Flattened London by Carter Gwertzman
Flattened London is a parser game with two rather distinct sources of inspiration: the late 19th century novel Flatland, and Fallen London by Failbetter Games. I’ve read the book, although it was many years ago. And I’ve played some Fallen London, although I decided rather quickly that it’s “limited turns per hour” pacing mechanism was harmful to my life. I did play Sunless Sea and Sunless Sky, though, so I have quite a bit of familiarity with the setting.
Fallen London takes place in a London that has fallen down into an underground world. Flattened London takes place in a London that – I think – has been flattened into a 2-dimensional city. I say “I think” because the exact backstory never becomes entirely clear. The title of the game certainly suggests that London was once 3-dimensional, but there are also hints in the game itself that suggest that the city has always been like this. Anyway, it’s not too important: like Fallen London, Carter Gwertzman’s game feels no need to explain itself too much, and nevertheless crafts an engaging experience.
Indeed, I found the game perhaps easier to relate to than Failbetter’s offerings. Part of the charm of those games lies in their weird use of language, which is frequently ‘off’ in slightly unsettling and unheimlich ways. In addition, those games involve a lot of repeatable content that will give you abstract story elements, like ‘horrific stories’ or ‘steamy gossip’ – elements that look like they ought to have content, but don’t. Flattened London is much more traditional in its approach to writing and storytelling. This puts it at some remove from its inspiration, but it was probably a necessary step for the kind of text adventure it wants to be. A choice-based grinding game like Fallen London can afford to be ambiguous; a parser game where you have to solve puzzles needs to be very clear. Anyway, I found the combination of Failbetter’s world-building and Flatland rather amusing.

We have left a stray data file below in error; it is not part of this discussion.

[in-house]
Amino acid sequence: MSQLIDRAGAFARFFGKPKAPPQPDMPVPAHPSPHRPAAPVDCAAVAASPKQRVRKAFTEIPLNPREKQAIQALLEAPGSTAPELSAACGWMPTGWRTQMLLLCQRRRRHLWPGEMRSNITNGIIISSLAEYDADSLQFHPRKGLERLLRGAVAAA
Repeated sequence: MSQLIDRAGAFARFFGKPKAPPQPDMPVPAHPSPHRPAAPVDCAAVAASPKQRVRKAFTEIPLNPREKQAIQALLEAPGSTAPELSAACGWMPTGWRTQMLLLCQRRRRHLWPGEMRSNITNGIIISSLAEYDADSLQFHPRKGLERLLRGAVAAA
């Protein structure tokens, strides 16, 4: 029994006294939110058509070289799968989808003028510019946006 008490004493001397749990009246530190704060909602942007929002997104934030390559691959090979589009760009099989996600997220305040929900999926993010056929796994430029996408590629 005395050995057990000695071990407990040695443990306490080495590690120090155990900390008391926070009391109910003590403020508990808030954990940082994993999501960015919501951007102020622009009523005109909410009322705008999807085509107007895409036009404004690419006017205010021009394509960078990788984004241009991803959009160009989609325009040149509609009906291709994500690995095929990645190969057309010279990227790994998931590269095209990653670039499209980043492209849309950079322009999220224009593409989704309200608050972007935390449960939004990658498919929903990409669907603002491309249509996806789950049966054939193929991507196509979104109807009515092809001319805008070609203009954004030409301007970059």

The puzzles in Flattened London are definitely on the easier end of the scale, so much so that they often do not feel as puzzles. The entire play experience is extremely smooth. It’s immediately clear if you have to do something in a location or not; and it is often clear what you have to do. I consulted the hints only twice. (Once for freeing the prisoner in the dream world, which I should have been able to do without the hints; and once for getting the triangle a job, which was mostly me not realising that particular syntax would work. And I never really understood from the book how to defeat Death at chess, but cheated my way through it using undo. Worked perfectly.) As a result, I was just enjoying the world and the story, which is surely the way that the author wanted me to enjoy it. And although none of it is world-shattering, it is definitely fun!
Highly enjoyable, one of my favourites so far.